The primary character in "An Occurrence at Owl Creek Bridge" by Ambrose Bierce is Peyton Farquhar, and we meet him as he is standing on a plank over Owl Creek with a noose around his neck. He does not appear to be a vicious man or a hardened criminal; in fact, he is quite the opposite. He is about 35 years old and is dressed in the clothing of a gentleman farmer or planter. He is a civilian and his expression is "kindly," which is rather surprising since he is about to be hanged. He comes from a well respected family, but he is a slave owner and therefore a secessionist. That automatically puts him at odds with the Union Army.
The only other real characters in the story are the unnamed soldiers who are responsible for Peyton's hanging and death, his wife who we learn virtually nothing about, and his children, whom we never meet.
The story is set in northern Alabama during the Civil War, so the conditions for the South are not very good. In fact, things are pretty grim. Farquhar is set up by a Federal scout (though Farquhar does not know it), who tells him the Union Army is repairing railroad lines and preparing to attack. The nearest railroad site is the nearby Owl Creek Bridge. But the man warns Farquhar that
any civilian caught interfering with the railroad, its bridges, tunnels or trains will be summarily hanged.
As an ardent supporter of the Southern cause, Farquhar does what he should not have done and now he is paying the price.
The social conditions are still very much pro-slavery, and the white people are fighting what they know is a battle to keep the lives they know. The black slaves are still just property, but that will soon change. Economic conditions are getting worse, and the Yankees have begun to isolate the South, cutting off all supplies by destroying the railroad system. While Farquhar is obviously still doing well, he knows the day will come when he and his family will suffer.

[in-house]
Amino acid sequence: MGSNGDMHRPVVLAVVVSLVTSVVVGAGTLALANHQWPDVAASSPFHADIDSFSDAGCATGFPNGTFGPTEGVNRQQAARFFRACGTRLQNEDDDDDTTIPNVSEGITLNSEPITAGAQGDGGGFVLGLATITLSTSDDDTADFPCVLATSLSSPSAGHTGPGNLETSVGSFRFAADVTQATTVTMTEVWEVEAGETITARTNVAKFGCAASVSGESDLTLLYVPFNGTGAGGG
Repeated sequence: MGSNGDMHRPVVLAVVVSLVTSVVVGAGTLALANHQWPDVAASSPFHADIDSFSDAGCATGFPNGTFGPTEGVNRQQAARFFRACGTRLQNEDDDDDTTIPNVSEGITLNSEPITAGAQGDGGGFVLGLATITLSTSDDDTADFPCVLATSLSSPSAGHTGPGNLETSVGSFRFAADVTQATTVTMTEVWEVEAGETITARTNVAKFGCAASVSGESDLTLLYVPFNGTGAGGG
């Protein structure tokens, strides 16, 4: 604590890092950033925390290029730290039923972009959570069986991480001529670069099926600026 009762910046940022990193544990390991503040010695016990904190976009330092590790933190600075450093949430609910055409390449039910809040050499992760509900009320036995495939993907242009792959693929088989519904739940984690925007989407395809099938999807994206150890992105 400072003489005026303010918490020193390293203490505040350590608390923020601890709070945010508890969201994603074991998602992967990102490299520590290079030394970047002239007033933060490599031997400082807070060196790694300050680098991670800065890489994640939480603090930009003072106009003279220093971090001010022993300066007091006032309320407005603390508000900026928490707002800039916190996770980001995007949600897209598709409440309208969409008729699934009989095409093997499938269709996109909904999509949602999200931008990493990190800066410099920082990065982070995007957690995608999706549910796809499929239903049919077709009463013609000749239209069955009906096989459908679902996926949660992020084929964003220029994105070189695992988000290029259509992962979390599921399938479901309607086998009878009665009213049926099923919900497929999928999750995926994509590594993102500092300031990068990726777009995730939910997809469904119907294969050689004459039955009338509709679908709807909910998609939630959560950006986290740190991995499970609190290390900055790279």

Bierce was an ardent believer in presenting the horrors and grotesqueness of war, and he does that here through the psychological/emotional torture Farquhar endures.
While he uses the artifice of the "surprise ending" (one of the artistic devices you asked about), he also wants his readers to be quite aware of the power of the mind. Farquhar's mind tells him something that is not true, yet he believes it. He feels as if he has escaped and is free, but he is not. This is not just a literary trick; it is the way our minds can work under duress.
Above all, Bierce has a bitter and cynical view of life. He wants his audience to be fooled into thinking that this story is going to have a so-called happy ending, but of course it does not. Even worse, he gives us plenty of clues that this story will not end well, yet he presumes that his readers will deceive themselves (much like Farquhar himself) into believing that all will be well.
As I mentioned, the surprise ending is one artistic device in this story. Another is the division of the story into three distinct parts. We get the setting, without much explanation, in the first section. In the second we get the only significant dialogue in the story, as well as the background of Farquhar's current circumstances.
The third section is full of overblown details, such as "the prismatic colors in all the dewdrops upon a million blades of grass" and "the music of aeolian harps.” This style of writing and description is drastically different, and we should see that what we are reading is neither real nor true.